When we think of poetry, we think of rhyme.  Of course, poems need not rhyme, but it’s a connection our brains have been programmed to make, starting with Jack and Jill, Patty Cakes, and The Wheels on the Bus, and continuing through the classic poetry we read in high school.  That said, it seems strange that today’s editors rebuff rhymed poetry, regarding it as juvenile or unsophisticated; some magazines explicitly request that rhymed verse not be submitted.  Because serious poets shouldn’t sound like Dr. Seuss or the inside of a Hallmark card, right?  But skillfully executed rhyme shows mastery of both the art and craft of poetry.  Think Shakespeare, whose sonnets would not be nearly as compelling if they did not rhyme.  (Nor would they be sonnets, for that matter.)  Free verse may allow you to say precisely what you wish, but using words already in your lexicon to express yourself doesn’t force you to stretch, learn, grow.  Throw in a rhyme scheme, however, and a poem becomes a puzzle, one that compels the writer to seek out new words or reconstruct his lines.  All I am saying, is give rhyme a chance.


It seems, at this time, that a new paradigm
regards free verse as the height of sublime
a and b past their prime, worth nary a dime
Editors snub, wash their hands of the crime

Pained, drained by a scheme’s ball-n-chain
how well can a writer’s voice be retained?
He’ll soon ascertain if he retrains his brain,
he could gain one insane lexiconic domain

Rhyme may prove hairier, thornier, scarier
but get off your derriere, break the barrier
Consult a thesaurus, your synonym carrier
harvest fresh words, the more the merrier

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  1. chevvy8 July 23, 2017 / 7:12 am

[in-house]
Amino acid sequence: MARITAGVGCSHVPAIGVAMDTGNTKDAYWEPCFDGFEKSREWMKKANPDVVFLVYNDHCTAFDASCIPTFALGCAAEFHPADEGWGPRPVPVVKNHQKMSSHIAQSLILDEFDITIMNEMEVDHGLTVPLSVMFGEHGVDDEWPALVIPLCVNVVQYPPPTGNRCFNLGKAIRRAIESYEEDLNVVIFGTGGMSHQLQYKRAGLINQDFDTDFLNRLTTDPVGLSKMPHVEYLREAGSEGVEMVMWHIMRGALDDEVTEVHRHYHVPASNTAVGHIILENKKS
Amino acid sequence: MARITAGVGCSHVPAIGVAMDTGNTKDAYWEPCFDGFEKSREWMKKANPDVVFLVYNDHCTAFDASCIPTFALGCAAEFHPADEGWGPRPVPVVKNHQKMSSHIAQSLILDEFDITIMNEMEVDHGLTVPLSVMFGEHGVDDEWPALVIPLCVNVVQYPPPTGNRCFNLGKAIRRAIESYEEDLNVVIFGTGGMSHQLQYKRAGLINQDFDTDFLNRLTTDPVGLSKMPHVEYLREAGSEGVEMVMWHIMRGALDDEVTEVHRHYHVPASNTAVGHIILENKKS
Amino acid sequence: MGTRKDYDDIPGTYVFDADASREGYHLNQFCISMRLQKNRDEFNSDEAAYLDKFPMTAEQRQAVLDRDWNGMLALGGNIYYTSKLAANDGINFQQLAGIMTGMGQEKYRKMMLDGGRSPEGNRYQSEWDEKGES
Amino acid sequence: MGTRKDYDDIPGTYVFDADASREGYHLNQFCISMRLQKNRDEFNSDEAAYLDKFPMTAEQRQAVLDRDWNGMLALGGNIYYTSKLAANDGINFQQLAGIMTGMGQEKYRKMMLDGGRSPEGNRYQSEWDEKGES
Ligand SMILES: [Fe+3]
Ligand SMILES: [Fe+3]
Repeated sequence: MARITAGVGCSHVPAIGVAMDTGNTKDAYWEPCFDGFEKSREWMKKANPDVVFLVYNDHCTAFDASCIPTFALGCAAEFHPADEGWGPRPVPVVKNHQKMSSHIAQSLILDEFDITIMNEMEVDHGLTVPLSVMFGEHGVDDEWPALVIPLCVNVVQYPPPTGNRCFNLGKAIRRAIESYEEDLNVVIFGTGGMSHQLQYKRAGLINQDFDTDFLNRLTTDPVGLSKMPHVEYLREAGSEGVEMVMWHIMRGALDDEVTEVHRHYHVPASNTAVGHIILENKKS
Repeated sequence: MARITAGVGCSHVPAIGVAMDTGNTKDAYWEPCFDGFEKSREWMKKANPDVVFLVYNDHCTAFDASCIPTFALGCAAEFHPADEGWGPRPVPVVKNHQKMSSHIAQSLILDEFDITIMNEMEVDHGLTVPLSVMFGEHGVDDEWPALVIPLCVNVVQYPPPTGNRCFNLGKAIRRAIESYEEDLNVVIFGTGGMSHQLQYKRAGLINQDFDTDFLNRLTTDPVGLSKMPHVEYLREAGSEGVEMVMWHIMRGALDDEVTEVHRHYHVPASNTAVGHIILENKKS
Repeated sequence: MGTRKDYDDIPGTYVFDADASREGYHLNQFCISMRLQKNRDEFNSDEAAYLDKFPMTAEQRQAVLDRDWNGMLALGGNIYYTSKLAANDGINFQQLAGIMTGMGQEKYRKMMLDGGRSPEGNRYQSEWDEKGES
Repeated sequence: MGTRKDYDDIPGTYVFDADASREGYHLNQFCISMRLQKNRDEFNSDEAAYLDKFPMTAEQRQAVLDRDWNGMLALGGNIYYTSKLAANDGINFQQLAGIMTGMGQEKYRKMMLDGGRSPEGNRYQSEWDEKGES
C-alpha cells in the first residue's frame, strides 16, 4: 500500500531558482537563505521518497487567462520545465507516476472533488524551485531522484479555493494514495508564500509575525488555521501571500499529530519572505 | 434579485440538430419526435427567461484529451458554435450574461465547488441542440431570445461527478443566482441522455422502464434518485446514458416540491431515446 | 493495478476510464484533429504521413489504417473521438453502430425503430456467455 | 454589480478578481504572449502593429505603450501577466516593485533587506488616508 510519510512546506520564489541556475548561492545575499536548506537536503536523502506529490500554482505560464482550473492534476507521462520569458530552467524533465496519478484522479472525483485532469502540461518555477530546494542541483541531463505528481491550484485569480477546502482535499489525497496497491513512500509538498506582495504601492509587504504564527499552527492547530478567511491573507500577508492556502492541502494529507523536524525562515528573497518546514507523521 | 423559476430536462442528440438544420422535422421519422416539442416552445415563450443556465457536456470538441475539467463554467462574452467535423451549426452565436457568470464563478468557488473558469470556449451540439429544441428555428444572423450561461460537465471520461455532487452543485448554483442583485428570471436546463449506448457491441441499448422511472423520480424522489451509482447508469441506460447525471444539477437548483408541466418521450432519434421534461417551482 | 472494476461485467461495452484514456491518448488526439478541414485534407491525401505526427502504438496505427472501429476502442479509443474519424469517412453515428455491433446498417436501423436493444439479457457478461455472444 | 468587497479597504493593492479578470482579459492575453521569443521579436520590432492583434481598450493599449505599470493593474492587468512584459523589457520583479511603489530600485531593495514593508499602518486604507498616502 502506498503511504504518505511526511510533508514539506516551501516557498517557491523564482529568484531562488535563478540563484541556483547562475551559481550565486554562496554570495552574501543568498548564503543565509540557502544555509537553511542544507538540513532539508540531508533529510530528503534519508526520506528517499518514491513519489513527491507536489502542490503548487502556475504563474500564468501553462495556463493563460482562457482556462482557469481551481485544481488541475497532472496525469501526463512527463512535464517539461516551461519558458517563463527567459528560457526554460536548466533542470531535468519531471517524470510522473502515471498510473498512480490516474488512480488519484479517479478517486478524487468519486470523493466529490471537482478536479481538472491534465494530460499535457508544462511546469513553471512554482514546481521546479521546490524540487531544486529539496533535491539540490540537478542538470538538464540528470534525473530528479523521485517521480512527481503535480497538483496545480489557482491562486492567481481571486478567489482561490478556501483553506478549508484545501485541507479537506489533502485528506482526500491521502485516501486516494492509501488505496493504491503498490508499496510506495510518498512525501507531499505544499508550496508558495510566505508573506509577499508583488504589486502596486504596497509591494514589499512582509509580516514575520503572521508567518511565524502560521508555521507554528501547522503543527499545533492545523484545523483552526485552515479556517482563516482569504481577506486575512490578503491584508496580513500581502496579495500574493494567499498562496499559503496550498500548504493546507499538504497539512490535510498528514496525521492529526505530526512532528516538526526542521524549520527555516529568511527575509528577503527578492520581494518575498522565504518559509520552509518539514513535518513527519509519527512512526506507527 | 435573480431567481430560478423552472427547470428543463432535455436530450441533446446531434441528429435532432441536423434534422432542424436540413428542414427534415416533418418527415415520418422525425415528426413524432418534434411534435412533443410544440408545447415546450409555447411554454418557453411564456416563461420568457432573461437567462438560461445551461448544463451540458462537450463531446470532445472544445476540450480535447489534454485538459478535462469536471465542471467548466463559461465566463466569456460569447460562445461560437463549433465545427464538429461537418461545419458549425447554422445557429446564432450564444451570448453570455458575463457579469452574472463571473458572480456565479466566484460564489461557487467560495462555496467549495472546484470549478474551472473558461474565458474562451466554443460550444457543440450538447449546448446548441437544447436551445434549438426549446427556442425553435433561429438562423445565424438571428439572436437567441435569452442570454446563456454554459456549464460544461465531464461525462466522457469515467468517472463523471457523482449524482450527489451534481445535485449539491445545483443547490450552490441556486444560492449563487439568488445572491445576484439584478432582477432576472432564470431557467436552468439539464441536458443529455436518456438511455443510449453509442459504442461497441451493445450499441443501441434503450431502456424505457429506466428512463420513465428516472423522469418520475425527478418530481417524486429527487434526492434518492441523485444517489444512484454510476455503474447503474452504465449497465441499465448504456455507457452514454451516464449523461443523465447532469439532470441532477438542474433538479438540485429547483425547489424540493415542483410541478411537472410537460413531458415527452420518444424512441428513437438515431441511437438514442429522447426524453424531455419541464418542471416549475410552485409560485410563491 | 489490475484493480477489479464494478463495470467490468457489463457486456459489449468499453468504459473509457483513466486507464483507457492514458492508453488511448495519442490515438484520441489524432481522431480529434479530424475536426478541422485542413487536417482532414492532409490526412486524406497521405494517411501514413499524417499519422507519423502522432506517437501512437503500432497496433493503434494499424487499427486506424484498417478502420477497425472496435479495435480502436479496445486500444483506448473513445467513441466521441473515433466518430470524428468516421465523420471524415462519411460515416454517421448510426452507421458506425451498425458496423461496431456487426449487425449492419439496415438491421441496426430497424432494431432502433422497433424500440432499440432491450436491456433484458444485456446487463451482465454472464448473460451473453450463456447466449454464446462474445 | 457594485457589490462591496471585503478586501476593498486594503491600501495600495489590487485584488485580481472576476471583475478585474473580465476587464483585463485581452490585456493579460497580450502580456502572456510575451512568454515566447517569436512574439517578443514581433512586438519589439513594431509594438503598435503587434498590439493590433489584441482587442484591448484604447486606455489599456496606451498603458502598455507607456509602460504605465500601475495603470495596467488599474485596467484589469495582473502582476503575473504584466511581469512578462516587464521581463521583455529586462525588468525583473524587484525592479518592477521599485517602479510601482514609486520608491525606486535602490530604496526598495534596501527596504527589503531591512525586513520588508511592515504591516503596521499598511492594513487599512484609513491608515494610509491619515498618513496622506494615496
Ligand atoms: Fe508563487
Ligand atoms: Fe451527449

Nice one Joan. I especially like how your rhyme jolts the poem into a rhythm in the last verse – certainly a good case for the role of rhyme. 😀

    Liked by 1 person

    • Just Joan July 23, 2017 / 7:44 am

      Thanks, Chevvy. I like free verse, too, but rhyming forms present a higher level of difficulty, so it’s more satisfying when you nail them. A bit addictive, perhaps. Through the thesaurus and, I learn new words every week. I wish the publication playing field was more even, but hey, that’s why we’ve got WordPress, right? Happy Sunday! 🙂

      Liked by 1 person

      • chevvy8 July 23, 2017 / 11:51 am

        Yes, we can share our work more creatively. I’ve also found rhymezone very useful. Posting from the airport, catch you later.😀

        Liked by 1 person

  2. Tippy Gnu July 23, 2017 / 10:35 am

    Seems to me there was a time when free verse was considered inferior. But I agree with you. Making poems rhyme is more challenging, and therefore a higher form of verse. Triple-syllabic rhyming, as you’ve achieved in the last stanza of this poem, seems to be the most challenging of all. I enjoyed it. 🙂

    Liked by 1 person

    • Just Joan July 23, 2017 / 1:18 pm

      Thanks, Tippy, glad you liked it. I mean no disrespect to free verse or its writers (myself included) but rhyme, as Emeril Lagasse would say, “kicks it up a notch.” Triple-syllabic rhyming is one of those feats that benefits greatly from a tool like Use of 2, 3, and even 4-syllable rhyming words raises the bar higher yet, but makes a piece flow more naturally; they are also a way to spring an amped-up surprise on an unsuspecting reader. Check out my poem Straight Jacket ( for a combination of triple and quadruple-syllabic rhymes. 🙂

      Liked by 1 person

  3. pranabaxom July 23, 2017 / 11:36 am

    Give rhyme a chance
    Let the verses dance
    Painful this word crunch
    As breakfast do I munch.

    Well done Joan.

    Liked by 2 people